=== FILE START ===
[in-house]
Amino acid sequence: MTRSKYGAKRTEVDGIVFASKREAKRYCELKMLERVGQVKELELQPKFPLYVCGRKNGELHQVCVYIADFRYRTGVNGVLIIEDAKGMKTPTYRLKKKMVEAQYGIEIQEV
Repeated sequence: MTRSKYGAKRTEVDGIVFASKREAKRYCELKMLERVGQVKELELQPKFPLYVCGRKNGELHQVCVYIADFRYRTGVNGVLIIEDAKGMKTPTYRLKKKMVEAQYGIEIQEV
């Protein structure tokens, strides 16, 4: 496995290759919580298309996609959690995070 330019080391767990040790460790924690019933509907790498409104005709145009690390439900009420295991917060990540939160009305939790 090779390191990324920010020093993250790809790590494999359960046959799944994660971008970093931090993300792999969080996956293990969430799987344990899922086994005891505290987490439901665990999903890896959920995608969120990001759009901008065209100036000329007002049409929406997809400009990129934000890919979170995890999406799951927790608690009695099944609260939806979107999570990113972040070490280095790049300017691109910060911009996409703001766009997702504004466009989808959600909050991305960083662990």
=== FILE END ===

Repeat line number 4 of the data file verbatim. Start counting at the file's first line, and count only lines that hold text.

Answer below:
């Protein structure tokens, strides 16, 4: 496995290759919580298309996609959690995070 330019080391767990040790460790924690019933509907790498409104005709145009690390439900009420295991917060990540939160009305939790 090779390191990324920010020093993250790809790590494999359960046959799944994660971008970093931090993300792999969080996956293990969430799987344990899922086994005891505290987490439901665990999903890896959920995608969120990001759009901008065209100036000329007002049409929406997809400009990129934000890919979170995890999406799951927790608690009695099944609260939806979107999570990113972040070490280095790049300017691109910060911009996409703001766009997702504004466009989808959600909050991305960083662990």